Aiding the film’s complexity is its cast, which is extremely strong across the board. All three of the main actors are excellent, creating (with the script, co-written by Ly and Manenti) characters that feel refreshingly well-rounded. Zonga, in particular, brings an unspoken soulfulness and duality in his performance. He subtly leans into the subtext surrounding the fact that Gwada is the sole black officer in the group (who was himself raised in Montfermeil) and the film is all the more impactful for it.

Les Misérables tells its story through the lens of one highly specific, insular neighbourhood, yet it also feels grand in scope. And it balances those two modes of operation remarkably well. It’s making a point to touch on many timely themes, seemingly acting more broadly (if you want it to) as a critique of French society as a whole. Much like the story it borrows its name from, Ly’s tale presents fascinating, richly told characters through a well-constructed story. It also powerfully highlights internalized, structural problems that we as people – no matter how much time passes – can never quite seem to resolve.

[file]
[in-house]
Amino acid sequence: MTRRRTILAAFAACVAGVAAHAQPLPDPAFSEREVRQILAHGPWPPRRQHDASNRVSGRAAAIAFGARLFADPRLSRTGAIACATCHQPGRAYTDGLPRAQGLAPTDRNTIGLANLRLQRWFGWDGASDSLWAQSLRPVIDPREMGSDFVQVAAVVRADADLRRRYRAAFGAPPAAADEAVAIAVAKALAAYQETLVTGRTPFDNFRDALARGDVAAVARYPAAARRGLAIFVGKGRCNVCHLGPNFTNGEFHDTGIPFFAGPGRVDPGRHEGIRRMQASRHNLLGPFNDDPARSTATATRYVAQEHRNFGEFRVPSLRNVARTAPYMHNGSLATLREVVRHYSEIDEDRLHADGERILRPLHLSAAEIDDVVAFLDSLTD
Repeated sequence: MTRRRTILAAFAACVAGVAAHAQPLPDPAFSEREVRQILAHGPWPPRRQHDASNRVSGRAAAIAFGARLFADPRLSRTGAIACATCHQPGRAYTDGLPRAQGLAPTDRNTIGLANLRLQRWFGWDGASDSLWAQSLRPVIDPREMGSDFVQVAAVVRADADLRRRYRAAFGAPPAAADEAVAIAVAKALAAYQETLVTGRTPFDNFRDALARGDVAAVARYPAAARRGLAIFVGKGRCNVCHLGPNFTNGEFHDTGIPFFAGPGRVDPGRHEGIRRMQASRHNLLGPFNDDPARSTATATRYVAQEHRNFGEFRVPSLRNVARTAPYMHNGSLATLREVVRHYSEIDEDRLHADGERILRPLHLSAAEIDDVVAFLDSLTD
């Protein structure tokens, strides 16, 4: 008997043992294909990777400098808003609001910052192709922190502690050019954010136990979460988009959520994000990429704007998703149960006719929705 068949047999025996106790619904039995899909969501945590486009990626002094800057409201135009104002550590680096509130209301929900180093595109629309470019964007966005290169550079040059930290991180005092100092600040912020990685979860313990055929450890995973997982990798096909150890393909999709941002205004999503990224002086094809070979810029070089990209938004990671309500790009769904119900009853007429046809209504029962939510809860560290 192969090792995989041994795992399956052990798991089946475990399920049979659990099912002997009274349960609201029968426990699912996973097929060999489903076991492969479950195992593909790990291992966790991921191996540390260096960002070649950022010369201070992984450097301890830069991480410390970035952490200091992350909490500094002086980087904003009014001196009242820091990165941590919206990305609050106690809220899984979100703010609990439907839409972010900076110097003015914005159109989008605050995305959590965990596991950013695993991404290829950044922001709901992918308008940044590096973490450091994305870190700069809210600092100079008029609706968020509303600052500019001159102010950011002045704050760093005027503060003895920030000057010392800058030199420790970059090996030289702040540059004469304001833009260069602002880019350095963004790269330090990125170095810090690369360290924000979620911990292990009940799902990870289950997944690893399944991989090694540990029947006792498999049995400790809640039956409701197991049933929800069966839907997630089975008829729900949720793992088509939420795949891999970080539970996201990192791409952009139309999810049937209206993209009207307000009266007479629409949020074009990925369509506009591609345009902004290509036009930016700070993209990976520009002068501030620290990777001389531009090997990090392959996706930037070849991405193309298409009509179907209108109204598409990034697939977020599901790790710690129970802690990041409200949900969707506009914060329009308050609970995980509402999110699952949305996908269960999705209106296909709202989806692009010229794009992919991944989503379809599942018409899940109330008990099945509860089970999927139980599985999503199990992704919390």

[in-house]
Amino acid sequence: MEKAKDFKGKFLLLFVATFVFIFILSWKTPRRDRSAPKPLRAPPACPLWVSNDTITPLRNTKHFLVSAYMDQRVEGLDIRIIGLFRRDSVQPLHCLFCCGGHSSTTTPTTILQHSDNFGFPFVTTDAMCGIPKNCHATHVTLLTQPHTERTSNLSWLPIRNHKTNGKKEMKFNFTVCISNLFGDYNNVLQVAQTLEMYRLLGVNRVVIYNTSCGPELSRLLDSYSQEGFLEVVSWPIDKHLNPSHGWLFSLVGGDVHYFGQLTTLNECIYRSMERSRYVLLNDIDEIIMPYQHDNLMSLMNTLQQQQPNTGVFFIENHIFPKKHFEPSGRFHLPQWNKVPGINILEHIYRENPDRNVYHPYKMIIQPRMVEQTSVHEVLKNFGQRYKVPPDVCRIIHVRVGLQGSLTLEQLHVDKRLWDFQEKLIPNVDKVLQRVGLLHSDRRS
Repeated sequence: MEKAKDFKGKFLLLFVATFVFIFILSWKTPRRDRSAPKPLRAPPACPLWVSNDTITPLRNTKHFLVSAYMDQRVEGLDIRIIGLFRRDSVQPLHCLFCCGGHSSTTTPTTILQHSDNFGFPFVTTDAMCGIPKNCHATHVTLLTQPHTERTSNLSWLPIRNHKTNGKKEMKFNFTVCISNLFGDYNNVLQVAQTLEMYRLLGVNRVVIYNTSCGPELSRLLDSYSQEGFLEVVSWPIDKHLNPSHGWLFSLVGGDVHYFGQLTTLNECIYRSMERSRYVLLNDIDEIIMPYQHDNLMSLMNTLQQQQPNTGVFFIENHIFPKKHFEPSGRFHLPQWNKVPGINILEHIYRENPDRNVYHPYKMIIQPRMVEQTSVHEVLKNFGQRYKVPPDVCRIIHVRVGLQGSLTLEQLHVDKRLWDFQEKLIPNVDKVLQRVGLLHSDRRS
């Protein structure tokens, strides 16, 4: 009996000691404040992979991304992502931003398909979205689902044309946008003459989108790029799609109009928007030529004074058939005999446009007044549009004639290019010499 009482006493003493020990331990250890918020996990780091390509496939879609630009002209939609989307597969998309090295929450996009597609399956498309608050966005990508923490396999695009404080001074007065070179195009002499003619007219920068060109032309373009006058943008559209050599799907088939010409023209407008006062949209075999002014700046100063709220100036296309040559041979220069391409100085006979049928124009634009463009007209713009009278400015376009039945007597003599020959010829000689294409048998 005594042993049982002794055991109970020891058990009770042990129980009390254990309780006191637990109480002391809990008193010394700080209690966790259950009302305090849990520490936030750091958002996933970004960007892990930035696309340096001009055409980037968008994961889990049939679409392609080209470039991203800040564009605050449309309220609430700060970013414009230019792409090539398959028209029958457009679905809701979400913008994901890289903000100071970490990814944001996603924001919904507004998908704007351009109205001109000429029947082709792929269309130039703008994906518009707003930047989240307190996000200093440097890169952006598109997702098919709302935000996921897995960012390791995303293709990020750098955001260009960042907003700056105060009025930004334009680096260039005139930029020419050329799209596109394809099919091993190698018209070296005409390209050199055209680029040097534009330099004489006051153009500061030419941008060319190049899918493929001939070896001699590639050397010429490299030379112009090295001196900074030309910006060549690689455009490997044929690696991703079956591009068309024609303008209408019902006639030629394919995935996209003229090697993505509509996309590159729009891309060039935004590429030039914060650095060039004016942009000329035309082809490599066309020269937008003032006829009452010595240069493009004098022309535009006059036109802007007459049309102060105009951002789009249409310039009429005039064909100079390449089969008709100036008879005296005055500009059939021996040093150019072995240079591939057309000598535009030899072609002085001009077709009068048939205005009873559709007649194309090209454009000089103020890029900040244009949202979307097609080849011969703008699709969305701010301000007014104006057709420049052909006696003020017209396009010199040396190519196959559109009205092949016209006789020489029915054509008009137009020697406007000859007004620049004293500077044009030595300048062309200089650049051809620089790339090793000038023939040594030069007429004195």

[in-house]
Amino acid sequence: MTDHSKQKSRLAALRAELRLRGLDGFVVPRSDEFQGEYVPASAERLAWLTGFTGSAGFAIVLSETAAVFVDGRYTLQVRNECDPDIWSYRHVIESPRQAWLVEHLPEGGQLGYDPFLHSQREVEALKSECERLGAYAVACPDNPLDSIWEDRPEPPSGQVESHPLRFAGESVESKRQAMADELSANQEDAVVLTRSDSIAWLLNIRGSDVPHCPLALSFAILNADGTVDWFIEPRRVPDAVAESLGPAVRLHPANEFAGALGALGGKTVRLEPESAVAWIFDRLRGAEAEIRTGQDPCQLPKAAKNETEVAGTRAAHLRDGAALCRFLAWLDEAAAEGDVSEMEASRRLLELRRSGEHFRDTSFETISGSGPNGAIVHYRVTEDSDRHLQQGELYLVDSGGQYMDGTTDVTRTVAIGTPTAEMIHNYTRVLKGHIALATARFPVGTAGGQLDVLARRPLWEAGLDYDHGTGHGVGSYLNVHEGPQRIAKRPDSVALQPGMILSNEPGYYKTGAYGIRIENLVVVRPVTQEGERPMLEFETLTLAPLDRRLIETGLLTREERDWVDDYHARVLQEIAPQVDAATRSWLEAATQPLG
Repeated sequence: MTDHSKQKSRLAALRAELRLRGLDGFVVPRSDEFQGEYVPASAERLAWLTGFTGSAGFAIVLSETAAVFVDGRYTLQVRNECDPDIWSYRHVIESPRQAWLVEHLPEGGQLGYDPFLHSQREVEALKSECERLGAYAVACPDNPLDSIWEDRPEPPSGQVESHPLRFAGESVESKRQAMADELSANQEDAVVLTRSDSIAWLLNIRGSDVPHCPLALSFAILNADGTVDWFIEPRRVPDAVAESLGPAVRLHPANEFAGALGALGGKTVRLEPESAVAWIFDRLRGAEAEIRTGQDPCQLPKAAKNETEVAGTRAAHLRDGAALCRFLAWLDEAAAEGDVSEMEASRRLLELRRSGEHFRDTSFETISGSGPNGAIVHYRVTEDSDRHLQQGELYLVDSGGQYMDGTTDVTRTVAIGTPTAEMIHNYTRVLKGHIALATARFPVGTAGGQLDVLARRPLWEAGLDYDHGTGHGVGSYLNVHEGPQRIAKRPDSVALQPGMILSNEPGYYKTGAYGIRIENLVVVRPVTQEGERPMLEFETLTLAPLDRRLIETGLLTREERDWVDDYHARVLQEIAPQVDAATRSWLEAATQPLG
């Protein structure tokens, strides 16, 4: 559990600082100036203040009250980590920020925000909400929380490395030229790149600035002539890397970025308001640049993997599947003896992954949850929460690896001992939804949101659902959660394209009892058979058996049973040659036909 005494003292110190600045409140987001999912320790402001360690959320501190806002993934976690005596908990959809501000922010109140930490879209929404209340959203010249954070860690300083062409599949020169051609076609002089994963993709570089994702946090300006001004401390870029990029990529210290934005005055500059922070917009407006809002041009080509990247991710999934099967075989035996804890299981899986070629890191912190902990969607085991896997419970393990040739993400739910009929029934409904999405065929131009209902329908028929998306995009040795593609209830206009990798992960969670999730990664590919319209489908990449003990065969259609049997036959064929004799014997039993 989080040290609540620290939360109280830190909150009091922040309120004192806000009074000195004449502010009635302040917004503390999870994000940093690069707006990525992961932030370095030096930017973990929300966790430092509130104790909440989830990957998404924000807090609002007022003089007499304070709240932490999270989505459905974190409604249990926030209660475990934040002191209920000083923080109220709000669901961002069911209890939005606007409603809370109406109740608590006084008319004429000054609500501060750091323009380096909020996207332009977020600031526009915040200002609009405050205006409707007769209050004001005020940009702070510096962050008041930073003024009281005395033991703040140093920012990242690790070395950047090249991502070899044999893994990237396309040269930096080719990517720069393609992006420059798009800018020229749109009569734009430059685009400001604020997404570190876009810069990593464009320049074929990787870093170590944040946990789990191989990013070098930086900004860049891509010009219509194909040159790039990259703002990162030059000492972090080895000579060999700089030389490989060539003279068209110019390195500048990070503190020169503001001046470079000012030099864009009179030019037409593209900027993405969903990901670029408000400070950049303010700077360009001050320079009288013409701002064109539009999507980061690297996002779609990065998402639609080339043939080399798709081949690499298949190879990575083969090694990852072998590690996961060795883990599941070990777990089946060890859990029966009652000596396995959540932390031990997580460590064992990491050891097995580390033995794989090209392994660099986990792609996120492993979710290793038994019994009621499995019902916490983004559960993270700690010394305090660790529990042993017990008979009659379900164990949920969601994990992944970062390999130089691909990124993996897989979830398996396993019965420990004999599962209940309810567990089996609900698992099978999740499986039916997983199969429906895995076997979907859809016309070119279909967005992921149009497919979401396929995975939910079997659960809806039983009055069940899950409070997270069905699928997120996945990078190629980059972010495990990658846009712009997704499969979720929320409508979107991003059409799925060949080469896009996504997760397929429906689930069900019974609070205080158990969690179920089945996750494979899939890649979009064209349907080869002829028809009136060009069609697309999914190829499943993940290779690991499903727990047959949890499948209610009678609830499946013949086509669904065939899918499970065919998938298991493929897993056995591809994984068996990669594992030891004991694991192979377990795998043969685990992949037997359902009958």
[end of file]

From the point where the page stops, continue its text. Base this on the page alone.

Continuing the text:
FIRST Oscar Predictions: May 2012

The past couple of years, I’ve posted ultra-early Oscar predictions (usually in March). I guess I was slacking a bit this year, but here is my first round of predictions.

If you’d like to see how my early stabs in the dark panned out in previous years, you can check them out here.

Best Picture


Anna Karenina


The Dark Knight Rises

Django Unchained

The Hobbit

Les Miserables